‘No, it’s not the admiration of the crowd she’s drunk with, but the rapture of one man. And that one? can it be him?’ Each time he spoke with Anna, her eyes flashed with a joyful light and a smile of happiness curved her red lips. She seemed to be struggling with herself to keep these signs of joy from showing, yet they appeared on her face of themselves. ‘But what about him?’ Kitty looked at him and was horrified. What portrayed itself so clearly to Kitty in the mirror of Anna’s face, she also saw in him. Where was his quiet, firm manner and carefree, calm expression? No, now each time he addressed Anna, he bowed his head slightly, as if wishing to fall down before her, and in his glance there were only obedience and fear. ‘I do not want to offend you,’ his glance seemed to say each time, ‘I want to save myself but do not know how.’ There was an expression on his face that she had never seen before.
— Leo Tolstoy, Anna Karenina, Part One, XXIII
He excused himself and was about to enter the carriage, but felt a need to glance at her once more — not because she was very beautiful, not because of the elegance and modest grace that could be seen in her whole figure, but because there was something especially gentle and tender in the expression of her sweet-looking face as she stepped past him. As he looked back, she also turned her head. Her shining grey eyes, which seemed dark because of their thick lashes, rested amiably and attentively on his face, as if she recognized him, and at once wandered over the approaching crowd as though looking for someone. In that brief glance Vronsky had time to notice the restrained animation that played over her face and fluttered between her shining eyes and the barely noticeable smile that curved her red lips. It was as if a surplus of something so overflowed her being that it expressed itself beyond her will, now in the brightness of her glance, now in her smile. She deliberately extinguished the light in her eyes, but it shone against her will in a barely noticeable smile.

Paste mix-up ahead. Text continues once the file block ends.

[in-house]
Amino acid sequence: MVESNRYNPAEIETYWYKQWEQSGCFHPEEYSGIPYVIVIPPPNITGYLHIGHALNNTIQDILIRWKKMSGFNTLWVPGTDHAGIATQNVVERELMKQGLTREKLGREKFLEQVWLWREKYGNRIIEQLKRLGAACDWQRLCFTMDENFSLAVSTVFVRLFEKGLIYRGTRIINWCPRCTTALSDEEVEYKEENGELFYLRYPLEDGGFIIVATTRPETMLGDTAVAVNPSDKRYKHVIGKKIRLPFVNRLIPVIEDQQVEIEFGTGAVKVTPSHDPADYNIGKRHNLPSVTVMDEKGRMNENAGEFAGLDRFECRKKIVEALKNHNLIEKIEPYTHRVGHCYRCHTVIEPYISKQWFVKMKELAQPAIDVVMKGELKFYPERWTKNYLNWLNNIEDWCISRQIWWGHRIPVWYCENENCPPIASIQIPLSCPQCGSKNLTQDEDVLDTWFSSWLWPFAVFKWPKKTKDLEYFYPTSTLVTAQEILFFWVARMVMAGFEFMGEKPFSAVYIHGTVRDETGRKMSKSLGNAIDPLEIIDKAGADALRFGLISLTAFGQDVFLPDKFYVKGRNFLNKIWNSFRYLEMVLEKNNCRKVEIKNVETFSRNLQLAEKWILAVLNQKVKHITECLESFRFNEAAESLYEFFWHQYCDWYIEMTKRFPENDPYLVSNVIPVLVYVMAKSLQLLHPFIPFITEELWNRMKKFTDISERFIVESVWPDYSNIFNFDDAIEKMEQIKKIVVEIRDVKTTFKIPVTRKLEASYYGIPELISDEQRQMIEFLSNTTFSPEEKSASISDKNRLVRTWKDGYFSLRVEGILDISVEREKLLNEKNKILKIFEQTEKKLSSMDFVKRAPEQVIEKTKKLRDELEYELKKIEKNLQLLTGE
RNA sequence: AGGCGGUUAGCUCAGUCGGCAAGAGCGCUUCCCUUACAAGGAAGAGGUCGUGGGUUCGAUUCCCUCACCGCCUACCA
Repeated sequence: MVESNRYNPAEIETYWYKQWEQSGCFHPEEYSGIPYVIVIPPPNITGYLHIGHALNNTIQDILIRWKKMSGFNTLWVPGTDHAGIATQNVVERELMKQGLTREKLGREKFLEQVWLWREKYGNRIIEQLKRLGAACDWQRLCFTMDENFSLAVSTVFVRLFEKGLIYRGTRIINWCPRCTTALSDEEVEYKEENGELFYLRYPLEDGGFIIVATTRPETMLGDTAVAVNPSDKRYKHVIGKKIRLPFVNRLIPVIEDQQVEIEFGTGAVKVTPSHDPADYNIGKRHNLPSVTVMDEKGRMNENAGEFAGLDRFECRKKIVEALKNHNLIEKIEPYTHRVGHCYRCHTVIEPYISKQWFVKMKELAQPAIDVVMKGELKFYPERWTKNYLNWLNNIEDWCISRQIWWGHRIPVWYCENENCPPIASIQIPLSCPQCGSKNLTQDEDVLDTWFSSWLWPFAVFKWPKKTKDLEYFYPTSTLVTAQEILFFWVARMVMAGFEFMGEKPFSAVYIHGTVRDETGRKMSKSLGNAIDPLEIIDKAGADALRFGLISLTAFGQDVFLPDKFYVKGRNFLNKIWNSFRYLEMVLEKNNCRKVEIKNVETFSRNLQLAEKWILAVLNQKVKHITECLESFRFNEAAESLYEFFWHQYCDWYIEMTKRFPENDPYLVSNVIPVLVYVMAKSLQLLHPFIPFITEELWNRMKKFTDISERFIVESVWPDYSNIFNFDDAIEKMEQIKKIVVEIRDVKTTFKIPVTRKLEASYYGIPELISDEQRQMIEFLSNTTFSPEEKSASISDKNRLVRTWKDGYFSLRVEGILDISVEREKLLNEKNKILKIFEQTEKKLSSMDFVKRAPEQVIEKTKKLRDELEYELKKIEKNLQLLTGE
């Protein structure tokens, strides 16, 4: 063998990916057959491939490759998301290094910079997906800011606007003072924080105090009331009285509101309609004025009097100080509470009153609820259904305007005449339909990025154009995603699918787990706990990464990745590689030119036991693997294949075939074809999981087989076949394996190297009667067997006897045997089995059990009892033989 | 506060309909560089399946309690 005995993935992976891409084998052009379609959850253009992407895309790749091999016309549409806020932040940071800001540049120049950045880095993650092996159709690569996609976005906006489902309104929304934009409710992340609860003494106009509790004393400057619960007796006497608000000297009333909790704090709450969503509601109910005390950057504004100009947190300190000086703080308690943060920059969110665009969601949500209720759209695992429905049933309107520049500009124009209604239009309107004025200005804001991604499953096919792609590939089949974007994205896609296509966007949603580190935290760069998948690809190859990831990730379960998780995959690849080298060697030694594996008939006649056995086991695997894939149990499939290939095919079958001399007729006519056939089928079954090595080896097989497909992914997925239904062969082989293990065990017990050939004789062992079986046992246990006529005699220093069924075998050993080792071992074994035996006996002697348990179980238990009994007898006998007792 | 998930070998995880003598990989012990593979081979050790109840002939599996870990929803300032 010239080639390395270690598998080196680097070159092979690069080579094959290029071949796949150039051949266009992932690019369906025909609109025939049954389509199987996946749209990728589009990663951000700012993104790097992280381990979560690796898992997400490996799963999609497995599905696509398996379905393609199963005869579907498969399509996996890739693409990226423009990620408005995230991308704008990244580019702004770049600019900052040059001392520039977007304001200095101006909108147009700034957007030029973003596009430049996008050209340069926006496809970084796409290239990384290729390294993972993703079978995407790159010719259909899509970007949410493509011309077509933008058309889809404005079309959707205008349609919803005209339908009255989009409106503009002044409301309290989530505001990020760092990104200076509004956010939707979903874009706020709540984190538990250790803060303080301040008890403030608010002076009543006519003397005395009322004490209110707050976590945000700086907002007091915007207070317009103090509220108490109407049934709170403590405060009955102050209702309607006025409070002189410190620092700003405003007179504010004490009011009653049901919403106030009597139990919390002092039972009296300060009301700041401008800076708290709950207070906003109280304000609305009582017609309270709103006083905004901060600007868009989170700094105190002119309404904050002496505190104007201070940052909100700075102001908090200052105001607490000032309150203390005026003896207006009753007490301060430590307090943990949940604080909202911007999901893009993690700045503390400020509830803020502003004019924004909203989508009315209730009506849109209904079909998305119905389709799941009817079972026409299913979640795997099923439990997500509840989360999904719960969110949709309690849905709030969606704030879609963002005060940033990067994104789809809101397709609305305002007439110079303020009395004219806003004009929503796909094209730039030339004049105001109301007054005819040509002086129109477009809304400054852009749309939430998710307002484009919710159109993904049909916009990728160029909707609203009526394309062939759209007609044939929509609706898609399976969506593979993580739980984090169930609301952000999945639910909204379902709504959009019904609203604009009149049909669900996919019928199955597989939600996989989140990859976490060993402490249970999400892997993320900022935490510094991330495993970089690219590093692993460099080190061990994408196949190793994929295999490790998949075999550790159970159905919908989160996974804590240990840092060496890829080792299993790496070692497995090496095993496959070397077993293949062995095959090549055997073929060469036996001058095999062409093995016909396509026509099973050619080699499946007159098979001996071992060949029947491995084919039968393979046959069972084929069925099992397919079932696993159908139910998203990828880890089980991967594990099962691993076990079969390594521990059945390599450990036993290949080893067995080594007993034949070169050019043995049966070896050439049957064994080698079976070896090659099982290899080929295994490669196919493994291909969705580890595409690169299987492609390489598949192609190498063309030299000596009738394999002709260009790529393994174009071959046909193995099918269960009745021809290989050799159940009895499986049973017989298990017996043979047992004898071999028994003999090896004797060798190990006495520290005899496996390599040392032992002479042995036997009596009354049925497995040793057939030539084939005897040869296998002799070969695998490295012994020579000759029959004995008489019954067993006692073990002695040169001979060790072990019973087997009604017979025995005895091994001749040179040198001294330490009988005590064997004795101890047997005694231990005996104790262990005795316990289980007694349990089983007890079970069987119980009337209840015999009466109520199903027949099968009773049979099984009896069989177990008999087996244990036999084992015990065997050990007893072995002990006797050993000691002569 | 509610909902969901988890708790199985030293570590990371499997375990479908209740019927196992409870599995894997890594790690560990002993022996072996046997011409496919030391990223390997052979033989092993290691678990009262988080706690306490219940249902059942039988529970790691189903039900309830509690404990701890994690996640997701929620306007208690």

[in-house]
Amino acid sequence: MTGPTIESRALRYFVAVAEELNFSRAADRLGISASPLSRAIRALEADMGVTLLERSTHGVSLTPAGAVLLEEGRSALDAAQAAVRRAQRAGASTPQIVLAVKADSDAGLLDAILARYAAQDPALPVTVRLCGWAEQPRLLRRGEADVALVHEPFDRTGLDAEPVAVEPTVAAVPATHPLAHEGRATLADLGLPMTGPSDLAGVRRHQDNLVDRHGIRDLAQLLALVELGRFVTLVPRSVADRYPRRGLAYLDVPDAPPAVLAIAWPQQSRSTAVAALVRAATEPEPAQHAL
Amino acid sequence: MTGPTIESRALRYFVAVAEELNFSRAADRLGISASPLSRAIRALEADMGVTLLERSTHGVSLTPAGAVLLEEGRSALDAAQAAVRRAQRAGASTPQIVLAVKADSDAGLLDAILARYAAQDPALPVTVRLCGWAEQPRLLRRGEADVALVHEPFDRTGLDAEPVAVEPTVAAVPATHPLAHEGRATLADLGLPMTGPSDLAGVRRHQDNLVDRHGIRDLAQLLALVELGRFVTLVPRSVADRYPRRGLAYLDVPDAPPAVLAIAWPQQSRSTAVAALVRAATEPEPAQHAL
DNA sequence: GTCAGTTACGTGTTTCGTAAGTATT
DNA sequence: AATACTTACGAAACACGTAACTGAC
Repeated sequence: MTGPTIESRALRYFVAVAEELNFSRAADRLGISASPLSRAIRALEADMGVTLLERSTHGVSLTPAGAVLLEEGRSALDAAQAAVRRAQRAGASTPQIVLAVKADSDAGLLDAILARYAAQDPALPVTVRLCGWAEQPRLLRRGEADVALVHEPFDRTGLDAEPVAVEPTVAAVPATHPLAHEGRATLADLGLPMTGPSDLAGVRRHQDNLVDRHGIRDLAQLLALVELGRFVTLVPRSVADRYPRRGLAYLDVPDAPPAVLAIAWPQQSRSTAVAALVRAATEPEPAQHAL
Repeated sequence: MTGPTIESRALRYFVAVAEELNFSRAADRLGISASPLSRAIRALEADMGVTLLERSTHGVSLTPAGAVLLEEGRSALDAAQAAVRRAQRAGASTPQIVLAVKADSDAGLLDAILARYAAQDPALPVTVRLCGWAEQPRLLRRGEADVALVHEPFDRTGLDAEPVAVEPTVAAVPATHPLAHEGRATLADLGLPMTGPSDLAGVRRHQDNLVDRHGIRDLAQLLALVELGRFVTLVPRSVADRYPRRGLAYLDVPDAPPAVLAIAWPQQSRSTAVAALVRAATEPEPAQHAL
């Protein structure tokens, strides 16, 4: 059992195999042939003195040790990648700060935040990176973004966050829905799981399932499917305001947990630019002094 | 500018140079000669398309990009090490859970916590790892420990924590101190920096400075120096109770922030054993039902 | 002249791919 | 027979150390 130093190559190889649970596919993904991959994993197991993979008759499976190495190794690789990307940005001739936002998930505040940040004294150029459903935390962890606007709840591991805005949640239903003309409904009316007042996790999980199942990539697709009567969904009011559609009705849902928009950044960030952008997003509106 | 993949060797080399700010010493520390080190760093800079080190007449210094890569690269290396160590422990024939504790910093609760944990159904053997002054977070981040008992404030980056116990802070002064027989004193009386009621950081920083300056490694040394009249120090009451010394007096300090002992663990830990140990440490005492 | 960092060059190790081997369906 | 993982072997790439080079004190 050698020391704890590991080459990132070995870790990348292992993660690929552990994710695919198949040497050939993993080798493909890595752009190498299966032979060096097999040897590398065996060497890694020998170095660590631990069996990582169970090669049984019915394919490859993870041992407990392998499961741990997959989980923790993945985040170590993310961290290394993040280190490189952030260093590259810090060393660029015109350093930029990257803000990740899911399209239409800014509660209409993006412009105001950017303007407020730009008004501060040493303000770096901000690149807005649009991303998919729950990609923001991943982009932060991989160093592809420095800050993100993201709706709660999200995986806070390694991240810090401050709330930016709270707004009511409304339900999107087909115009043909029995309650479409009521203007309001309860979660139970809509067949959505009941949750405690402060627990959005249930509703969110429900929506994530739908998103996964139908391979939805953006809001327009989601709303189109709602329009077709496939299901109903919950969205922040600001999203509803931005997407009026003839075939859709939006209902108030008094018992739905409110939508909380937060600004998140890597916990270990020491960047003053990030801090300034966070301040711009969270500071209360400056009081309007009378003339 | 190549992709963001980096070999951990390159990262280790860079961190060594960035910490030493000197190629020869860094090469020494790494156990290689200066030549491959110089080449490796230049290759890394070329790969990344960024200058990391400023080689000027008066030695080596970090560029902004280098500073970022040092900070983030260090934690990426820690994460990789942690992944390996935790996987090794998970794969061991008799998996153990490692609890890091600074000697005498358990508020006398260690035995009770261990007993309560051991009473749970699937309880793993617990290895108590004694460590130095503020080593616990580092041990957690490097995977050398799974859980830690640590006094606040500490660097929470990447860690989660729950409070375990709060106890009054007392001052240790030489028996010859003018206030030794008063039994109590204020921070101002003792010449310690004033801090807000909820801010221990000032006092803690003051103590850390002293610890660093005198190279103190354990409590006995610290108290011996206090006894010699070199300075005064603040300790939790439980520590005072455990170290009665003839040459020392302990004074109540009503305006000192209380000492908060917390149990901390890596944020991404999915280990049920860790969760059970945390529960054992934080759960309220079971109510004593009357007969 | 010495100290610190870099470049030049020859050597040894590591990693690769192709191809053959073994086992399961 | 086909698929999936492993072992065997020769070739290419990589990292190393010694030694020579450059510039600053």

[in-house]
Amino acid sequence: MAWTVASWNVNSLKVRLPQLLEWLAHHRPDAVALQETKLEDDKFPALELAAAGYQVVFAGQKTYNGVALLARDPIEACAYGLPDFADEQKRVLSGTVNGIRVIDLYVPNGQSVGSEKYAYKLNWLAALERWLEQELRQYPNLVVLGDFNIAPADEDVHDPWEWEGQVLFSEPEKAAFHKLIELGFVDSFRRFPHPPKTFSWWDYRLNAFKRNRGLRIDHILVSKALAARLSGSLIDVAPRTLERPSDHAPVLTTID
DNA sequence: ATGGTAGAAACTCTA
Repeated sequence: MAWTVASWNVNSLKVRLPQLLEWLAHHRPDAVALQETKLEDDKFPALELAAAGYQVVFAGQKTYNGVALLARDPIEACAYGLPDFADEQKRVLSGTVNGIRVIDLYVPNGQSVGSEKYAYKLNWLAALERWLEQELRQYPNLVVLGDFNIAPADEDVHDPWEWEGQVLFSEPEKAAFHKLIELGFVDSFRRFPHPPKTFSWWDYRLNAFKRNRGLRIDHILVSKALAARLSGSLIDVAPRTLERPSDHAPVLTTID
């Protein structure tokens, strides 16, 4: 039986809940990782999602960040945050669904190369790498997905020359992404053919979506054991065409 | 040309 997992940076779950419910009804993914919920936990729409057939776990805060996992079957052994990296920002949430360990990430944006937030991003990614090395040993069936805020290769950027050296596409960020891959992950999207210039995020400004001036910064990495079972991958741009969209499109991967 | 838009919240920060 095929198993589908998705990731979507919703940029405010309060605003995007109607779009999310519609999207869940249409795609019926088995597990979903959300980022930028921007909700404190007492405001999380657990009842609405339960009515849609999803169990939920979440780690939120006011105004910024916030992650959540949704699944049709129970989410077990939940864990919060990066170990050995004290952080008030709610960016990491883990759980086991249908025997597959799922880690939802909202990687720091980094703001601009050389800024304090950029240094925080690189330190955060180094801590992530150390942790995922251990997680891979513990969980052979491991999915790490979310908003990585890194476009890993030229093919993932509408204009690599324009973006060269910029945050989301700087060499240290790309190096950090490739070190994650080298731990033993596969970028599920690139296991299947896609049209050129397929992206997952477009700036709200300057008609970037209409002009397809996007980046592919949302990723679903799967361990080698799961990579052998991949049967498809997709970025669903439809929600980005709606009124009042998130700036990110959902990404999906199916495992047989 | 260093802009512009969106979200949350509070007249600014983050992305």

— Leo Tolstoy, Anna Karenina, Part One, XVIII
‘If you want my opinion concerning that, I’ll tell you that I don’t think there is a drama here. And here’s why. To my mind, love…the two loves that Plato, remember, defines in his Symposium, these two loves serve as a touchstone for people. Some people understand only the one, others the other. And those who understand only non-platonic love shouldn’t talk about drama. In such love there can be no drama. “Thank you kindly for the pleasure, with my respects”—there’s the whole drama. And for platonic love there can be no drama, because in such love everything is clear and pure, because…’ Just then Levin remembered his own sins and the inner struggle he had gone through. And he added unexpectedly: ‘However, it’s possible you’re right. Very possible…But I don’t know, I really don’t know.’ ‘So you see,’ said Stepan Arkadyich, ‘you’re a very wholesome man. That is your virtue and your defect. You have a wholesome character, and you want all of life to be made up of wholesome phenomena, but that doesn’t happen. So you despise the activity of public service because you want things always to correspond to their aim, and that doesn’t happen. You also want the activity of the individual man always to have an aim, that love and family life always be one. And that doesn’t happen. All the variety, all the charm, all the beauty of life are made up of light and shade.’
— Leo Tolstoy, Anna Karenina
 two loves: The two loves discussed by the participants in Plato’s Symposium are typified by two aspects of the goddess Aphrodite: earthly, sensual love (Aphrodite Pandemos) and heavenly love free of sensual desire (Aphrodite Urania). The latter came to be known as ’platonic love’.
Roman rooftop briefly radiated with white heat, then clouds lined with red, then blue and violet darkness.
And time went on.
From ‘Beating Hearts’ project (working title).